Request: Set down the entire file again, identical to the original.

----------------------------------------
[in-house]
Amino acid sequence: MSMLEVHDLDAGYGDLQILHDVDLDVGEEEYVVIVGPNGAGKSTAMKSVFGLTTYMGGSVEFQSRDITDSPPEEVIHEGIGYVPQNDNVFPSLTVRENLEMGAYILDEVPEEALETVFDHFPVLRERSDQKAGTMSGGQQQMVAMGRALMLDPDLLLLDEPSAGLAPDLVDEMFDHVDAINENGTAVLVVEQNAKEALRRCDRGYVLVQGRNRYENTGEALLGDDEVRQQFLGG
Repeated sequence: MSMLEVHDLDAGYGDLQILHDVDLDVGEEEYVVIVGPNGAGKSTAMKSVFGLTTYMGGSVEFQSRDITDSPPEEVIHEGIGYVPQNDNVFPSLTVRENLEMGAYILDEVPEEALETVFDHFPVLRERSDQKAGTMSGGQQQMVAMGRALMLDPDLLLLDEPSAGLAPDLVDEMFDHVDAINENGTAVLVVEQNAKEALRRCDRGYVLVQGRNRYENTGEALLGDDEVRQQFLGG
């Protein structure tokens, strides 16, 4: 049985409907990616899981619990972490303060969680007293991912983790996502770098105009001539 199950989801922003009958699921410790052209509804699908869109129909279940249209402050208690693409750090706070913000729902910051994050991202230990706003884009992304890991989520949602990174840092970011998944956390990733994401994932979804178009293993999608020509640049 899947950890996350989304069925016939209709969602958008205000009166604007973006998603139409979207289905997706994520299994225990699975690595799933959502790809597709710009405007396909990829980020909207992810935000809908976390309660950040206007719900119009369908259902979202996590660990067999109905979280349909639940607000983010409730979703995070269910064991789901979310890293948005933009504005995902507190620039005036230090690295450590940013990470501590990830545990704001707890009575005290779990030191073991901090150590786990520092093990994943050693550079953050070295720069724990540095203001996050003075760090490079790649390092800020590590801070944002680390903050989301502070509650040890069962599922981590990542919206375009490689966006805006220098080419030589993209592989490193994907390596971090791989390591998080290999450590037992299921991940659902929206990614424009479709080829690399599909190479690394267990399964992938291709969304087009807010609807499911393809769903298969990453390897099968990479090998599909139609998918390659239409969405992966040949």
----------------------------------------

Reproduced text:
[in-house]
Amino acid sequence: MSMLEVHDLDAGYGDLQILHDVDLDVGEEEYVVIVGPNGAGKSTAMKSVFGLTTYMGGSVEFQSRDITDSPPEEVIHEGIGYVPQNDNVFPSLTVRENLEMGAYILDEVPEEALETVFDHFPVLRERSDQKAGTMSGGQQQMVAMGRALMLDPDLLLLDEPSAGLAPDLVDEMFDHVDAINENGTAVLVVEQNAKEALRRCDRGYVLVQGRNRYENTGEALLGDDEVRQQFLGG
Repeated sequence: MSMLEVHDLDAGYGDLQILHDVDLDVGEEEYVVIVGPNGAGKSTAMKSVFGLTTYMGGSVEFQSRDITDSPPEEVIHEGIGYVPQNDNVFPSLTVRENLEMGAYILDEVPEEALETVFDHFPVLRERSDQKAGTMSGGQQQMVAMGRALMLDPDLLLLDEPSAGLAPDLVDEMFDHVDAINENGTAVLVVEQNAKEALRRCDRGYVLVQGRNRYENTGEALLGDDEVRQQFLGG
């Protein structure tokens, strides 16, 4: 049985409907990616899981619990972490303060969680007293991912983790996502770098105009001539 199950989801922003009958699921410790052209509804699908869109129909279940249209402050208690693409750090706070913000729902910051994050991202230990706003884009992304890991989520949602990174840092970011998944956390990733994401994932979804178009293993999608020509640049 899947950890996350989304069925016939209709969602958008205000009166604007973006998603139409979207289905997706994520299994225990699975690595799933959502790809597709710009405007396909990829980020909207992810935000809908976390309660950040206007719900119009369908259902979202996590660990067999109905979280349909639940607000983010409730979703995070269910064991789901979310890293948005933009504005995902507190620039005036230090690295450590940013990470501590990830545990704001707890009575005290779990030191073991901090150590786990520092093990994943050693550079953050070295720069724990540095203001996050003075760090490079790649390092800020590590801070944002680390903050989301502070509650040890069962599922981590990542919206375009490689966006805006220098080419030589993209592989490193994907390596971090791989390591998080290999450590037992299921991940659902929206990614424009479709080829690399599909190479690394267990399964992938291709969304087009807010609807499911393809769903298969990453390897099968990479090998599909139609998918390659239409969405992966040949």